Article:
Michael McCain, President and Chief Executive Officer of Maple Leafs Foods Inc., speaks during the company’s annual general meeting in Toronto Thursday, April 28, 2011. The CEO of Maple Leaf Foods spoke out Sunday against the U.S. government, days after an Iranian missile accidentally shot down a jetliner, killing all 176 people on board, including the family of a company employee. THE CANADIAN PRESS/Darren Calabrese

Maple Leaf Foods CEO takes aim at U.S. government over plane crash in Iran

176 people were killed when Iran shot down a Boeing plane

The CEO of Maple Leaf Foods spoke out Sunday against the U.S. government, days after an Iranian missile accidentally shot down a jetliner, killing all 176 people on board — including the family of a company employee.

Michael McCain said in a series of tweets that the time since Wednesday’s crash has not quelled his anger over what he describes as a “needless, irresponsible series of events in Iran.”

“U.S. government leaders unconstrained by checks/balances, concocted an ill-conceived plan to divert focus from political woes. The world knows Iran is a dangerous state, but the world found a path to contain it; not perfect but by most accounts it was the right direction,” he wrote, saying he feels that “a narcissist in Washington” destabilized the region.

The tweets were sent from the packaged meat company’s official account, though McCain characterized them as “personal reflections.”

The plane was mistakenly shot down minutes after taking off from an airport on the outskirts of Tehran.

Iran mistakenly downed the Ukrainian flight as Tehran braced for retaliation after firing ballistic missiles at two bases in Iraq housing U.S. forces. The ballistic missile attack, which caused no casualties, was a response to the killing of Gen. Qassem Soleimani, Iran’s top general, in a U.S. drone strike in Baghdad.

They were retaliating for the U.S. killing of Iranian Gen. Qassem Soleimani, a drastic step that triggered an instant backlash across the Middle East and put the U.S. and Iran on a war footing.

Iran has admitted the plane was mistaken for a hostile target amid those soaring tensions with the United States, after first pinning the crash on a mechanical failure.

U.S. President Donald Trump at one point said four American embassies were under possible threat when he approved Soleimani’s killing, but Defence Secretary Mark Esper explicitly said Sunday that he had seen no hard evidence of that.

The walk-back raises questions about the scale of the threat Trump described last week.

Prime Minister Justin Trudeau has said Iran must take full responsibility for shooting down the plane, which was carrying 138 passengers bound for Canada, including 57 Canadian citizens. He said that must include a full and credible investigation. But he’s refrained from blaming the crash on the Americans.

“I think it is too soon to be drawing conclusions or assigning blame or responsibility in whatever proportions,” he told reporters last week.

McCain, meanwhile, said he’s still grappling with the death of his colleague’s wife and 11-year-old son.

“We are mourning and I am livid,” he wrote.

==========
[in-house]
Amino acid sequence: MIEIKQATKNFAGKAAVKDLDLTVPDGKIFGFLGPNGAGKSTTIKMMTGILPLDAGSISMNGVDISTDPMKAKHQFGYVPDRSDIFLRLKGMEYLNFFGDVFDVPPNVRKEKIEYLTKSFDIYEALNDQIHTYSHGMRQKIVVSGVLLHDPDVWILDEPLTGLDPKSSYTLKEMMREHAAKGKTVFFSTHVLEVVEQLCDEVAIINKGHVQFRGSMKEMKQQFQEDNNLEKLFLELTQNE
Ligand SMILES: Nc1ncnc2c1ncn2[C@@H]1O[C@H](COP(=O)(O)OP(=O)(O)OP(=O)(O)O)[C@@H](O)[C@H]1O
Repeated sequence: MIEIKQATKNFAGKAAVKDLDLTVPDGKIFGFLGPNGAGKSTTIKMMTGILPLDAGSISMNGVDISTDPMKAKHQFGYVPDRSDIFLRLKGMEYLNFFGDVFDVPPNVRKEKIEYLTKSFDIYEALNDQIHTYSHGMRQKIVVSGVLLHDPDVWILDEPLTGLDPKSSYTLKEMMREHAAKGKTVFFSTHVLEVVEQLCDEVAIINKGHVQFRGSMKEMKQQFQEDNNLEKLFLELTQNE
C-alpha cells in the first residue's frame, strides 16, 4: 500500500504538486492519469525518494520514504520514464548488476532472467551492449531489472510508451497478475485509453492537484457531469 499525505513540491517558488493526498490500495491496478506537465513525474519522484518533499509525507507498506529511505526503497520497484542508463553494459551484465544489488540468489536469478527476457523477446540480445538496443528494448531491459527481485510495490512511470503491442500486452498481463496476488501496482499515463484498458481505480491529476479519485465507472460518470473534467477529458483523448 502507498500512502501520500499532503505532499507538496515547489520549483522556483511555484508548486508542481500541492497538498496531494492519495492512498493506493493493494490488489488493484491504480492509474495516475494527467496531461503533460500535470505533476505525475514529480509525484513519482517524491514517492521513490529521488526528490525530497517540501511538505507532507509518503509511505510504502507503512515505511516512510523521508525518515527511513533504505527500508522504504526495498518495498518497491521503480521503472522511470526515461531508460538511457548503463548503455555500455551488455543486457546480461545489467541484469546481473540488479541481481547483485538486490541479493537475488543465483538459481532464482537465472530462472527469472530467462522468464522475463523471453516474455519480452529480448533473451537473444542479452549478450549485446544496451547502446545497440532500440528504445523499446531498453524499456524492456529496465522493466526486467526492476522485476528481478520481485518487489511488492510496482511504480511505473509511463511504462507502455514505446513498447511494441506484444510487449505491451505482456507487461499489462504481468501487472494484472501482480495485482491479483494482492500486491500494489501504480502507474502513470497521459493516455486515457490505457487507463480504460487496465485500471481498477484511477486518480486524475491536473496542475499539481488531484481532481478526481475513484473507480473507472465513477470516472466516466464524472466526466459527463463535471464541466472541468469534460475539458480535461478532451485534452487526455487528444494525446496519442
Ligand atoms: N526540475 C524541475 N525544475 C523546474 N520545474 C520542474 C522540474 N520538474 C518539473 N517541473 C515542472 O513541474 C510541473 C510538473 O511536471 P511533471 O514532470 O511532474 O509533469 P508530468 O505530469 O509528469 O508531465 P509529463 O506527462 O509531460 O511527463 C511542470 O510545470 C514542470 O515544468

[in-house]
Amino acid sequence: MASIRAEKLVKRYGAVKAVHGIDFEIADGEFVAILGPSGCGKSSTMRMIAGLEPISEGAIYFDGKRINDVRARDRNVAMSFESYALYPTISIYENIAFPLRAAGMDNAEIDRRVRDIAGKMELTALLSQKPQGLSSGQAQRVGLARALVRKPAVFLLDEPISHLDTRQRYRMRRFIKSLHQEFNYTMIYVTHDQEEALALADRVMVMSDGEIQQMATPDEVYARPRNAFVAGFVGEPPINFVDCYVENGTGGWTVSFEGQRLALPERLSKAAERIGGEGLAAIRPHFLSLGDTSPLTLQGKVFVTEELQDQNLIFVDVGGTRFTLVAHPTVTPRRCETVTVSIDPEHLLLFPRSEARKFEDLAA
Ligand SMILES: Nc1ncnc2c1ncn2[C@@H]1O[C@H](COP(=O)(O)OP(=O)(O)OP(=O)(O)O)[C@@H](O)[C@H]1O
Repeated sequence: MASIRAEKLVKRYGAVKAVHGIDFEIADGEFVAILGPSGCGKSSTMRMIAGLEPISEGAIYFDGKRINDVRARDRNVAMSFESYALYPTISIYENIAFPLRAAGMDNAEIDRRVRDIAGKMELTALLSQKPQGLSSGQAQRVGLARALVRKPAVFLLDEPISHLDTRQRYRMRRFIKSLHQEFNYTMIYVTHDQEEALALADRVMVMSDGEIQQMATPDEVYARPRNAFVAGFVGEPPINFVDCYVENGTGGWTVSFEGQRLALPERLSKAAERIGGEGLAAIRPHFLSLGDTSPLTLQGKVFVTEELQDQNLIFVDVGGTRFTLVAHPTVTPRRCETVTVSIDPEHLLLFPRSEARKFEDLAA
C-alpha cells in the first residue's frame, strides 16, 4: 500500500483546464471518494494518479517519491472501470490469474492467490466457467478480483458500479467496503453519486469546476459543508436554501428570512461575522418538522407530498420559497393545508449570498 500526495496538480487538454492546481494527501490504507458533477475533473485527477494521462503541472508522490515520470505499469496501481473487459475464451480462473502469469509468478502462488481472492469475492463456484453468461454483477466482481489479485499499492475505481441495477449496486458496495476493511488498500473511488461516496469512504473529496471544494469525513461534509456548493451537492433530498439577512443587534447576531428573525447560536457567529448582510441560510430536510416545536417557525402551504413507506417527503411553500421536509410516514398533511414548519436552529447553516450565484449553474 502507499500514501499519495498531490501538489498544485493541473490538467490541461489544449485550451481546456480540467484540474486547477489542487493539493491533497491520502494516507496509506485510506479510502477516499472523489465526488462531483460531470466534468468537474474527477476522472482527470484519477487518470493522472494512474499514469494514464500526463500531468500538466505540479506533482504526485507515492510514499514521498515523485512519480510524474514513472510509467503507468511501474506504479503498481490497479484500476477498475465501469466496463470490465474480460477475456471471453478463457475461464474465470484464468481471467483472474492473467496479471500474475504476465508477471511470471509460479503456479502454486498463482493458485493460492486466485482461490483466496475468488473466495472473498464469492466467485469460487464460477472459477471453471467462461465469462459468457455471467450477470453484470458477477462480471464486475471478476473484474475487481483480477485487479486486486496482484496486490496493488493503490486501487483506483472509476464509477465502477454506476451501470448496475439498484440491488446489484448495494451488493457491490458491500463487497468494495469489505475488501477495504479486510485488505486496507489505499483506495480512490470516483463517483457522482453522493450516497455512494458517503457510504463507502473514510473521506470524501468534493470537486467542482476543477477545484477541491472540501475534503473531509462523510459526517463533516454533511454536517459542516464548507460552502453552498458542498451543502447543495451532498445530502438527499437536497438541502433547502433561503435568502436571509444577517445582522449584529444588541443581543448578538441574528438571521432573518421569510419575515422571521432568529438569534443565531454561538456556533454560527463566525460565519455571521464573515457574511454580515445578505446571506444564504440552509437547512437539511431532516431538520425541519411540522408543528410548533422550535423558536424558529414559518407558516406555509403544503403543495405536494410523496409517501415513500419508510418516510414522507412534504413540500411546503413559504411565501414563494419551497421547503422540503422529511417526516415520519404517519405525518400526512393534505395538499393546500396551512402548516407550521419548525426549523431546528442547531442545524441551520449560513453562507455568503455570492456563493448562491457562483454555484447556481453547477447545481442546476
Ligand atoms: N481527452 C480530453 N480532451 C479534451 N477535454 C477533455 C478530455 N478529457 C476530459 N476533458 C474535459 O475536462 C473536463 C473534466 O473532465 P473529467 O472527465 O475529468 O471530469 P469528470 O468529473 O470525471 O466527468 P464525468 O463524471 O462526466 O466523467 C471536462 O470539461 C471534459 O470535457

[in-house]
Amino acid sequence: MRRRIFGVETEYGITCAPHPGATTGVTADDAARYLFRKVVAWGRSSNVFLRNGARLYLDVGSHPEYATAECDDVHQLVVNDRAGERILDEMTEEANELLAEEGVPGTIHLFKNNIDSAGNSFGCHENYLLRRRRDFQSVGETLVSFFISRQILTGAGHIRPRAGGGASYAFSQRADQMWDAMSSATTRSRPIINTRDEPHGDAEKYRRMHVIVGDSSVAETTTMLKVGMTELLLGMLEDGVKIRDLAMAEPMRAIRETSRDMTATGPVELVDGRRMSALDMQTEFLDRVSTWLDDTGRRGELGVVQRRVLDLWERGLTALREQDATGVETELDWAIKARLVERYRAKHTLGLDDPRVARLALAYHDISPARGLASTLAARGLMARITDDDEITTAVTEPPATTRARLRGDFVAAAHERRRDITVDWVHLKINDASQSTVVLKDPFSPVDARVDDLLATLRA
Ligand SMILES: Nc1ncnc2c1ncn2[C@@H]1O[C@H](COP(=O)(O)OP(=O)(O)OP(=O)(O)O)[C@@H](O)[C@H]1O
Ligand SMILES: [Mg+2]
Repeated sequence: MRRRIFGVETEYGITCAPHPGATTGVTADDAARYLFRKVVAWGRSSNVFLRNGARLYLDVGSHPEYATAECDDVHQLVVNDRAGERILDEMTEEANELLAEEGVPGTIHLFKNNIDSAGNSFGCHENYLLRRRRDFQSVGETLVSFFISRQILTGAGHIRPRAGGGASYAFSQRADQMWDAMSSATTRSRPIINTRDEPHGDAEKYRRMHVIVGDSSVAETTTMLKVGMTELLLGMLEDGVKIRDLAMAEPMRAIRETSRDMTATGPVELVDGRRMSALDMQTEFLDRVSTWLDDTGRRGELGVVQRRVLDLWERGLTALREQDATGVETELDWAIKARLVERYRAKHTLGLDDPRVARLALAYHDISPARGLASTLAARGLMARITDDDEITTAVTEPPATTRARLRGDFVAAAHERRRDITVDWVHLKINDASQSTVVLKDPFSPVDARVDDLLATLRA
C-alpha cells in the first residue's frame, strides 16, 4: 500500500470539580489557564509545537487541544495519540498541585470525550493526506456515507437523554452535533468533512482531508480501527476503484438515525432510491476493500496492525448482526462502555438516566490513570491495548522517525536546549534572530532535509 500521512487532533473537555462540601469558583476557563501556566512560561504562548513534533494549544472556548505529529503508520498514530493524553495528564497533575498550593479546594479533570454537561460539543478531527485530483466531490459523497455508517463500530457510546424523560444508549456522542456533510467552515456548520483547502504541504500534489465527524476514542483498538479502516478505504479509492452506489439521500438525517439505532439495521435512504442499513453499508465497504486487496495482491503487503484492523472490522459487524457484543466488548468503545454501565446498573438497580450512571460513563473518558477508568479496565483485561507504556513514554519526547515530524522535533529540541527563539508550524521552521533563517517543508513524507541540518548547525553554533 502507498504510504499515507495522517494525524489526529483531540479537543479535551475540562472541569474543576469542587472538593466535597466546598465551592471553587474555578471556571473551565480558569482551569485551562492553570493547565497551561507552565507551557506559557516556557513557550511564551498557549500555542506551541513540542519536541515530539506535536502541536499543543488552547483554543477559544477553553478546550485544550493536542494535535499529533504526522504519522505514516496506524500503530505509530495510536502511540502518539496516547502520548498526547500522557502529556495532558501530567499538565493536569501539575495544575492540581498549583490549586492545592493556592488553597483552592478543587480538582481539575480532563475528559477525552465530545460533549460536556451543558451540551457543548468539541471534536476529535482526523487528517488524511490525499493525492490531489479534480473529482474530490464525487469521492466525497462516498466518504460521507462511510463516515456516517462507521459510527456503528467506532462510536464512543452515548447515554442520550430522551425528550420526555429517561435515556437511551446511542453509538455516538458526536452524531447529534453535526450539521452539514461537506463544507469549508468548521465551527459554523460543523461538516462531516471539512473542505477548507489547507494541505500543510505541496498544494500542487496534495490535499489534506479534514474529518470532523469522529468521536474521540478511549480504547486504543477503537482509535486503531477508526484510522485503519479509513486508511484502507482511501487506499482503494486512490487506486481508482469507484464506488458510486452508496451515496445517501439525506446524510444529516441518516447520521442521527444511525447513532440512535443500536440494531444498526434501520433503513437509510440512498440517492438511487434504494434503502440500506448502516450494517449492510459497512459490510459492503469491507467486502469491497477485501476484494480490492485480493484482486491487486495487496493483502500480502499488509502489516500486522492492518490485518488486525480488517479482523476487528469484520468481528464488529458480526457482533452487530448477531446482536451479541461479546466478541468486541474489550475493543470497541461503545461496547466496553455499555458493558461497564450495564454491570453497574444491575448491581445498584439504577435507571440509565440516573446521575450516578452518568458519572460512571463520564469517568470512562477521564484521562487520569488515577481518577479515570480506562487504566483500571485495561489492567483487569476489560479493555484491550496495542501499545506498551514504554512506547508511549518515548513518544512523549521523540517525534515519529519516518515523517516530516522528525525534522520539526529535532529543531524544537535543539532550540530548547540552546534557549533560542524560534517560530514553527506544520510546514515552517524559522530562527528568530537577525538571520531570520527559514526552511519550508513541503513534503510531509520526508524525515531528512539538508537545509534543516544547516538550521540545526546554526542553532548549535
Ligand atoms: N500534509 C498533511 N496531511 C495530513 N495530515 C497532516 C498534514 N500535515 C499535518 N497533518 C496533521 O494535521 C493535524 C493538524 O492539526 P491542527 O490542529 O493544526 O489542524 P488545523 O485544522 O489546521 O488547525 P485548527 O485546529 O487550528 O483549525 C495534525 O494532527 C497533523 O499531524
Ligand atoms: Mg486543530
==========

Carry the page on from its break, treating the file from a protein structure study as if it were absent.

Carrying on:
READ MORE: Iran police shoot at those protesting plane shootdown, videos show

READ MORE: Trudeau says meetings with families of Iran plane crash victims gut-wrenching

Nicole Thompson, The Canadian Press


Like us on Facebook and follow us on Twitter.

Get local stories you won't find anywhere else right to your inbox.
Sign up here

Just Posted

UPDATED: Interior Health to add 495 long-term seniors care beds

Nelson, Kelowna, Kamloops, Vernon and Penticton to receive new facilities

MP Morrison pushes for accountability following federal fiscal update

Kootenay-Columbia parliamentarian says it is time to restart the economy

Provincial COVID-19 data can now be used for B.C. to prepare for a second wave

In the past week, B.C. has seen a slight spike in daily test-positive case counts

Haitian foster children arrive in Nelson after months-long lobbying effort

Marie-Paule Brisson and Sebastien De Marre have parented girls age 12 and 8 since they were babies

Nelson hospice starts Walk and Talk group in Lakeside Park

The Walk and Talk Grief Group is offered free to anyone grieving the death of a loved one

Wage subsidy will be extended until December amid post-COVID reopening: Trudeau

Trudeau said the extension will ‘give greater certainty and support to businesses’

B.C. government prepares for COVID-19 economic recovery efforts

New measures after July consultation, Carole James says

Tree planters get help with COVID-19 protective measures

Ottawa funds extra transportation, sanitizing for crews

Trudeau apologizes for not recusing himself from WE decision

He says his and his family’s longtime involvement with the WE organization should have kept him out of the discussions

Beverly Hills 90210 star’s family selling Vancouver Island Beach Resort

You can own Jason Priestley’s Terrace Beach Resort in Ucluelet for less than $5 million

New comet appears in pre-dawn sky above Cranbrook

Neowise can be seen without a telescope over the next couple of weeks

Islanders want BC Ferries to follow order that lets residents board before tourists

For ferry-dependent communities, ferries are often the sole practical lifeline to work, school or medical appointments.

Washington’s NFL team drops ‘Redskins’ name after 87 years

The franchise was given the name back in 1933, when it was still in Boston

Most Read